After that awesome screening and Q&A, it's time to finally review the latest Doctor Who episode! And remember, this is coming after seeing it not only in the theater, but television as well:
Sure, we're getting it two weeks later than the UK; sucks, but, two weeks is better than two months, a year, and so on. Point is, the new series of Doctor Who is here and whether you want to call it Series 5, Series One, Season 31, the 2010 Series, whatever, you better damn well be excited because this episode was brilliant!
Episode 1 - "The Eleventh Hour"
Where shall we begin? The episode literally takes place right after "The End of Time," with our newly regenerated Doctor (Matt Smith) falling recklessly back to Earth in his damaged TARDIS, unable to fully recover from the regeneration. But before landing, I should mention, we're treated to the brand new series opening and theme, which took some getting used to, but the more I think about it, the more I liked it. And after all that, the TARDIS lands, at a house where a young girl lives, and she's been praying for someone to come fix a mysterious crack in her wall. But the Doctor can't fix it at this time, because much like himself, the TARDIS needs to recover as well, and he needs to leave before the problem can be remedied.
When he returns, however, he finds out he's been away much longer than he realized, 12 years, and that little girl is now a full grown woman, Amy Pond (Karen Gillan), who is currently working as a kissogram (look it up). Upset by the Doctor ditching her for so, she's very reluctant to start trusting this mystery man that's come back into her life, even if it's in the face of global destruction. There's more obviously, much more, considering this is a 65 minute episode as opposed to the usual forty or so minutes, but despite this being two weeks after the spoiler zone, I still don't need to transcribe the whole episode.
But, I will talk about the new Doctor; and I'll tell you this much, if you had any doubts in Matt Smith taking over the role of the Doctor after David Tennant's great run, lose them now, because he's FANTASTIC. He's a slightly like Tennant, but a bit more goofy, I haven't seen too much of classic Who, so it's hard to place specifics on those Doctors but, in his Eleventh incarnation, he's still very much The Doctor. There's a great scene near the end of the episode, where the Atraxi (the supporting "enemies" of this episode) scans through data of Earth, and it goes through a bunch of clips from old and new Doctor Who, even showing the previous ten Doctors, and then Smith emerges through it all, and it's so so brilliant.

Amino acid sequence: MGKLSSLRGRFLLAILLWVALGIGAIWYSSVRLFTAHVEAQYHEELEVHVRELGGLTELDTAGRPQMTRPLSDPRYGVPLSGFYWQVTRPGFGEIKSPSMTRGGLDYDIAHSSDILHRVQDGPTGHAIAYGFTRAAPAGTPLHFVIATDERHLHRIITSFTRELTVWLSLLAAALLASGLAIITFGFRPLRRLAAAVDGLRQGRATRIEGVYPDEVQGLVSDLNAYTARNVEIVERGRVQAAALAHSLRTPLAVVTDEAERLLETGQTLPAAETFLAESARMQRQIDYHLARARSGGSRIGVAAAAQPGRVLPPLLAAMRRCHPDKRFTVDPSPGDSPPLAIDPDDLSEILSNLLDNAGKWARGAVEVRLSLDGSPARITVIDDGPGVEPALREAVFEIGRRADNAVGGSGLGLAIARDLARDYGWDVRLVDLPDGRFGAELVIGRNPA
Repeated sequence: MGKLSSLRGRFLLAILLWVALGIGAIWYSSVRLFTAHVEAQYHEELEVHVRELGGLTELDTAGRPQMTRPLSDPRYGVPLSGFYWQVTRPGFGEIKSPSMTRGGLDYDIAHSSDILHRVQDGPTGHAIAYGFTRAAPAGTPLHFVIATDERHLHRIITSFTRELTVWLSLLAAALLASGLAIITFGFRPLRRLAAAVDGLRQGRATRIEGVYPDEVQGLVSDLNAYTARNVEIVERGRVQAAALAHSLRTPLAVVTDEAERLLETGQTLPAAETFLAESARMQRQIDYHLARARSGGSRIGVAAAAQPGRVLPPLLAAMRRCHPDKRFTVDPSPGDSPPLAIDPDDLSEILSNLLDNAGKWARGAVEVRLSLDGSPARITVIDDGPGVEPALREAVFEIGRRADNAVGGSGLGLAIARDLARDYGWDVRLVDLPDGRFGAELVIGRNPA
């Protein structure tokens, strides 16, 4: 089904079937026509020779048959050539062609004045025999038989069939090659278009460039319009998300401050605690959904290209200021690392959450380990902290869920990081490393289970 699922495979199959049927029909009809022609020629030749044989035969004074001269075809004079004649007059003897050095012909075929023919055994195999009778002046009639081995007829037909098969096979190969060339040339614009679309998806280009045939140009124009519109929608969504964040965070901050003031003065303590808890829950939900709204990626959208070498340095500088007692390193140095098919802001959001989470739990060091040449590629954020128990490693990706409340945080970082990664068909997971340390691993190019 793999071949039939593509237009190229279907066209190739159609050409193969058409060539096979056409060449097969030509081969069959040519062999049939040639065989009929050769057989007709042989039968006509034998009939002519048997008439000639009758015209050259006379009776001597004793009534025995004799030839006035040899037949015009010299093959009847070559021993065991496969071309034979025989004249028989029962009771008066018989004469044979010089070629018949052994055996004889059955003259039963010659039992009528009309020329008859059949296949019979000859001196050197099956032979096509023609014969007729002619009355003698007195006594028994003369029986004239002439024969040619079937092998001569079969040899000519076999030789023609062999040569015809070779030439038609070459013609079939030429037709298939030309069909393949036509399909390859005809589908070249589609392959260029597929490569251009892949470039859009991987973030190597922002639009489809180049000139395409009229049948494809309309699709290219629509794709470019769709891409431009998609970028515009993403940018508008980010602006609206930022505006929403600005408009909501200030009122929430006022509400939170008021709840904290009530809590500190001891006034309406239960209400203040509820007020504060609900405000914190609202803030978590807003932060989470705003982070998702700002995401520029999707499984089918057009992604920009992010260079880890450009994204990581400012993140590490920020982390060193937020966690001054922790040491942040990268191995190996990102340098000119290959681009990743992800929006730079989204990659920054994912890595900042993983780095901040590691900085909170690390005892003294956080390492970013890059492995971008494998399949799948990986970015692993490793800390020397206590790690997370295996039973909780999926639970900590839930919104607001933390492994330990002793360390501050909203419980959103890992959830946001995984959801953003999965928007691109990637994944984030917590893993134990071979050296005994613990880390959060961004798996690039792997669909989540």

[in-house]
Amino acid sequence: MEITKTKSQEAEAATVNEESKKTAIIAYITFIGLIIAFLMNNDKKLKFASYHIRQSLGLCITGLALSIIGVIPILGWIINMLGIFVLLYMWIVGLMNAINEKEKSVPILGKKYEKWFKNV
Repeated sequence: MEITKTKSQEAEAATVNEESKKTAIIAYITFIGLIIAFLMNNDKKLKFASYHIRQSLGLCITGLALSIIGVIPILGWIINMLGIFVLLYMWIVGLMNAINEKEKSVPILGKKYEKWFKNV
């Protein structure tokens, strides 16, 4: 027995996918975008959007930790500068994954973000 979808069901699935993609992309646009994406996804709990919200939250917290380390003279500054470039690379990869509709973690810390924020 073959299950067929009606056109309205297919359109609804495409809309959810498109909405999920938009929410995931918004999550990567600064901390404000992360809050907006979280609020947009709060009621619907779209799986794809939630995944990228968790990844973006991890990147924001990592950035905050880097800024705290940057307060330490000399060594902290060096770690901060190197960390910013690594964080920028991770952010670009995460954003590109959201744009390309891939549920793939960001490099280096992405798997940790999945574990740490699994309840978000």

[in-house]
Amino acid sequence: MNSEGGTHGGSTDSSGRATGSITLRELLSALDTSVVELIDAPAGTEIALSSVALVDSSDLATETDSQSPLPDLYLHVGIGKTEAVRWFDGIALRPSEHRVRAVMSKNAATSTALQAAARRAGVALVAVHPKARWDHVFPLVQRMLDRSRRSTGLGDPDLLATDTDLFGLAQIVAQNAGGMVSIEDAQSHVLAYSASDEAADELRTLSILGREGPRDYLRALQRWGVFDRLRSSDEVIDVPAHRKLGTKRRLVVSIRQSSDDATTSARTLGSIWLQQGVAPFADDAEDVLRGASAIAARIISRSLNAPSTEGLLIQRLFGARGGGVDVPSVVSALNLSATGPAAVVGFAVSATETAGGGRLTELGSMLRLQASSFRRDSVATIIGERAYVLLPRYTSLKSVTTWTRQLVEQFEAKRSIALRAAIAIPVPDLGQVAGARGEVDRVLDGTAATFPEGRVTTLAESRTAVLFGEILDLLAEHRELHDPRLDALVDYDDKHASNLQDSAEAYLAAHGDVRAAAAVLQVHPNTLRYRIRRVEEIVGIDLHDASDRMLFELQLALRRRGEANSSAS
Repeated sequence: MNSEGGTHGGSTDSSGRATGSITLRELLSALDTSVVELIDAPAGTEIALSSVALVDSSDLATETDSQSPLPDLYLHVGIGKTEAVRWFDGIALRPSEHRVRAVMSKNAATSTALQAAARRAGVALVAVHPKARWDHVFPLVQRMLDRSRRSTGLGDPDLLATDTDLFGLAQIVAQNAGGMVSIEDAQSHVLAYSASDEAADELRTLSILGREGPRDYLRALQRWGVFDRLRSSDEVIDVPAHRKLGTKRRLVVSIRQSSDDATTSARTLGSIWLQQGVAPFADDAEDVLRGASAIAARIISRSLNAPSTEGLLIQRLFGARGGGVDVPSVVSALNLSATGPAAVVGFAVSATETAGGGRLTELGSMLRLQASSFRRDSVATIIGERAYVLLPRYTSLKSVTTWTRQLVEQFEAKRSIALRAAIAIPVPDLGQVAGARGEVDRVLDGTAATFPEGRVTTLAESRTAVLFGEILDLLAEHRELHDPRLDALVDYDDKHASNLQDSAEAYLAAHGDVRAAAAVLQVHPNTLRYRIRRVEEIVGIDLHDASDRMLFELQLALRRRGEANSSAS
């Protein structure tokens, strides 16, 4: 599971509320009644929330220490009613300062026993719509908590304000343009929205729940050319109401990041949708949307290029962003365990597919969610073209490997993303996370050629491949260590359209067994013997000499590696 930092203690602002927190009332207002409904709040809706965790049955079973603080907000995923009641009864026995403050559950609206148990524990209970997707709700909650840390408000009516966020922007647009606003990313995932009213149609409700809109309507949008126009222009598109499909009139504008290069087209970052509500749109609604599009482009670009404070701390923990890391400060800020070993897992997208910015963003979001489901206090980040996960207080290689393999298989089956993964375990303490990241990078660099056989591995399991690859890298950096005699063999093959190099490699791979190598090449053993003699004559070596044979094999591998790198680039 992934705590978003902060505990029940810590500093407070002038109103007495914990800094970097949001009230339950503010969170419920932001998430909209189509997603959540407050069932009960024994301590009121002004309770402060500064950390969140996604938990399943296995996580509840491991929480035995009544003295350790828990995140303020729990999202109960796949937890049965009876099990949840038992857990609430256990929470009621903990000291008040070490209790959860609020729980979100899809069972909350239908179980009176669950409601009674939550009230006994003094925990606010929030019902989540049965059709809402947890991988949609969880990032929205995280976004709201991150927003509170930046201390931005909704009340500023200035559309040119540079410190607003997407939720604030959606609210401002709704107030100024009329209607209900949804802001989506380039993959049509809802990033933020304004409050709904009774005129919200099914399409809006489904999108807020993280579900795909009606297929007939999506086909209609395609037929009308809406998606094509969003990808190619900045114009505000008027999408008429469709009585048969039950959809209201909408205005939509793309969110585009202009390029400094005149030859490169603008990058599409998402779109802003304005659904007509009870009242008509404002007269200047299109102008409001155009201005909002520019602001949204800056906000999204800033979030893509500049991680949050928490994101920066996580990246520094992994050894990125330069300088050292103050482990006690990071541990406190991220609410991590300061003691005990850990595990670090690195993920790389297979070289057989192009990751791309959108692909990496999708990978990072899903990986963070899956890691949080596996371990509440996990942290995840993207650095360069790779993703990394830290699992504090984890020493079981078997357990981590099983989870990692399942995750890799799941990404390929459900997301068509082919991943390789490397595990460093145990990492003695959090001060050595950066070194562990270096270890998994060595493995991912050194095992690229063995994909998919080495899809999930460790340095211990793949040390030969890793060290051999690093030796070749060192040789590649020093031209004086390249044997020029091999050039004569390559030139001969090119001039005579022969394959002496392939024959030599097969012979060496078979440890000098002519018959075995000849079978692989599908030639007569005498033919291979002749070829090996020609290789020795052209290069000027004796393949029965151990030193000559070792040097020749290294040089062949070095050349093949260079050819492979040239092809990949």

Amy is great as well; in her older self she doesn't immediately fall and trust the Doctor like Rose or Martha, she actually has some spunk and personality which was nice, but it seems like she still has a lot of character development left (the cliffhanger ending says a lot). And then there's the writing, there's such a huge difference between Steven Moffat's and Russell T. Davies' writing. The episode has some really great storytelling, and there's a big focus on the show being more of a time-traveling fairy tale more so than a science fiction tale. Even the filming style is different than the previous series, it's much more dramatic and cinematic, and it works so damn well. The CGI still isn't the greatest, but it's improved over what we've seen before. Oh, and the soundtrack is fantastic, just in case I forget to praise... y'know, everything.
"The Eleventh Hour" is a great start to this new Smith/Moffat era of Doctor Who. I mean, it's definitely my new favorite Doctor Who episode, since "Blink" (which was of course, also written by Steven Moffat), and I'm already loving Matt Smith as the Doctor. Sure the story may not be the most inventive, and there are some holes, but if this episode is any hint at what's to expect for the rest of this season, count me in, and count yourself in as well.
Overall Score: 9.5/10
I know, I feel like these Seals of Approval are just being handed out left and right recently, but this episode is just so damn good not to give it a high mark. It may seem a bit unfair, I mean, it is just the first episode in long line of more to come, for all I know they could be even better. Also, being the first in a brand new series, which unlike the last 3 series, makes it almost as accessible to new viewers as it is to long time fans. It's not open-ended like the Series 1 premiere, "Rose," as this is directly after "The End of Time," but if you've missed Doctor Who up until now, now's the perfect time to get into this wonderful series.